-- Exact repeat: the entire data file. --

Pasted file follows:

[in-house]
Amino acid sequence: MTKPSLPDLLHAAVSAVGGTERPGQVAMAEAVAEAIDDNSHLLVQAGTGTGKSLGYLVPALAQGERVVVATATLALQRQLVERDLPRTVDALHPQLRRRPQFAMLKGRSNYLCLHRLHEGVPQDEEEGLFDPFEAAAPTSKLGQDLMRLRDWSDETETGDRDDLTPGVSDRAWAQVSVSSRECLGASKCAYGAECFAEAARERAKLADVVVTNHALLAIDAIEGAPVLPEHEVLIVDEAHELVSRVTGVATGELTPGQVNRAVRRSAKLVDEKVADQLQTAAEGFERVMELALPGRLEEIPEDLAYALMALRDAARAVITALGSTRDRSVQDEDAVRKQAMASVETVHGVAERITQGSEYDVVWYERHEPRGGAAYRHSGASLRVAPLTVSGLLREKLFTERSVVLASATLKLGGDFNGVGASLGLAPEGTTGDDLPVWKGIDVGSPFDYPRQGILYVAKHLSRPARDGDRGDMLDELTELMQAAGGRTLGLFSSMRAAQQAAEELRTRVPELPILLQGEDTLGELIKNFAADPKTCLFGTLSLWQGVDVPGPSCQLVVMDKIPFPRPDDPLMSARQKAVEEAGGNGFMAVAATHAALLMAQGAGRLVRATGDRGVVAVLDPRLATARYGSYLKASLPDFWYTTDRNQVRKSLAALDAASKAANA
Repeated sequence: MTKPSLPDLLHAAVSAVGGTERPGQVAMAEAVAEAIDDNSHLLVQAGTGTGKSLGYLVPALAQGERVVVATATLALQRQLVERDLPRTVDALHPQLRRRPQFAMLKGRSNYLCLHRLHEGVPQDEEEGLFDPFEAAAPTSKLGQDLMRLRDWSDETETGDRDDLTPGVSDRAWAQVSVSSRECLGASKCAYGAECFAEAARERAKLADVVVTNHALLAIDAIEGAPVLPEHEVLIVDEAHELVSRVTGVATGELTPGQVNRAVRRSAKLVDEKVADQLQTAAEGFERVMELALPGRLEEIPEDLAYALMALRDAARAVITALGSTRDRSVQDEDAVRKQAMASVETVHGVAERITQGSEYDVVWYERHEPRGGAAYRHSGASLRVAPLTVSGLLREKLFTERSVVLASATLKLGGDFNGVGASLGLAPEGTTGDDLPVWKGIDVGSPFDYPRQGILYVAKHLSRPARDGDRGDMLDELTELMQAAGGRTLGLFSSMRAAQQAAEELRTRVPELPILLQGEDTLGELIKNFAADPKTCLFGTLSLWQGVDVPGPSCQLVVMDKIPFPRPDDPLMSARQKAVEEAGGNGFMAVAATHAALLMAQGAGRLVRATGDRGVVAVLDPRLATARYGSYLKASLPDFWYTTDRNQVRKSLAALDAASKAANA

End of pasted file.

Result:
[in-house]
Amino acid sequence: MTKPSLPDLLHAAVSAVGGTERPGQVAMAEAVAEAIDDNSHLLVQAGTGTGKSLGYLVPALAQGERVVVATATLALQRQLVERDLPRTVDALHPQLRRRPQFAMLKGRSNYLCLHRLHEGVPQDEEEGLFDPFEAAAPTSKLGQDLMRLRDWSDETETGDRDDLTPGVSDRAWAQVSVSSRECLGASKCAYGAECFAEAARERAKLADVVVTNHALLAIDAIEGAPVLPEHEVLIVDEAHELVSRVTGVATGELTPGQVNRAVRRSAKLVDEKVADQLQTAAEGFERVMELALPGRLEEIPEDLAYALMALRDAARAVITALGSTRDRSVQDEDAVRKQAMASVETVHGVAERITQGSEYDVVWYERHEPRGGAAYRHSGASLRVAPLTVSGLLREKLFTERSVVLASATLKLGGDFNGVGASLGLAPEGTTGDDLPVWKGIDVGSPFDYPRQGILYVAKHLSRPARDGDRGDMLDELTELMQAAGGRTLGLFSSMRAAQQAAEELRTRVPELPILLQGEDTLGELIKNFAADPKTCLFGTLSLWQGVDVPGPSCQLVVMDKIPFPRPDDPLMSARQKAVEEAGGNGFMAVAATHAALLMAQGAGRLVRATGDRGVVAVLDPRLATARYGSYLKASLPDFWYTTDRNQVRKSLAALDAASKAANA
Repeated sequence: MTKPSLPDLLHAAVSAVGGTERPGQVAMAEAVAEAIDDNSHLLVQAGTGTGKSLGYLVPALAQGERVVVATATLALQRQLVERDLPRTVDALHPQLRRRPQFAMLKGRSNYLCLHRLHEGVPQDEEEGLFDPFEAAAPTSKLGQDLMRLRDWSDETETGDRDDLTPGVSDRAWAQVSVSSRECLGASKCAYGAECFAEAARERAKLADVVVTNHALLAIDAIEGAPVLPEHEVLIVDEAHELVSRVTGVATGELTPGQVNRAVRRSAKLVDEKVADQLQTAAEGFERVMELALPGRLEEIPEDLAYALMALRDAARAVITALGSTRDRSVQDEDAVRKQAMASVETVHGVAERITQGSEYDVVWYERHEPRGGAAYRHSGASLRVAPLTVSGLLREKLFTERSVVLASATLKLGGDFNGVGASLGLAPEGTTGDDLPVWKGIDVGSPFDYPRQGILYVAKHLSRPARDGDRGDMLDELTELMQAAGGRTLGLFSSMRAAQQAAEELRTRVPELPILLQGEDTLGELIKNFAADPKTCLFGTLSLWQGVDVPGPSCQLVVMDKIPFPRPDDPLMSARQKAVEEAGGNGFMAVAATHAALLMAQGAGRLVRATGDRGVVAVLDPRLATARYGSYLKASLPDFWYTTDRNQVRKSLAALDAASKAANA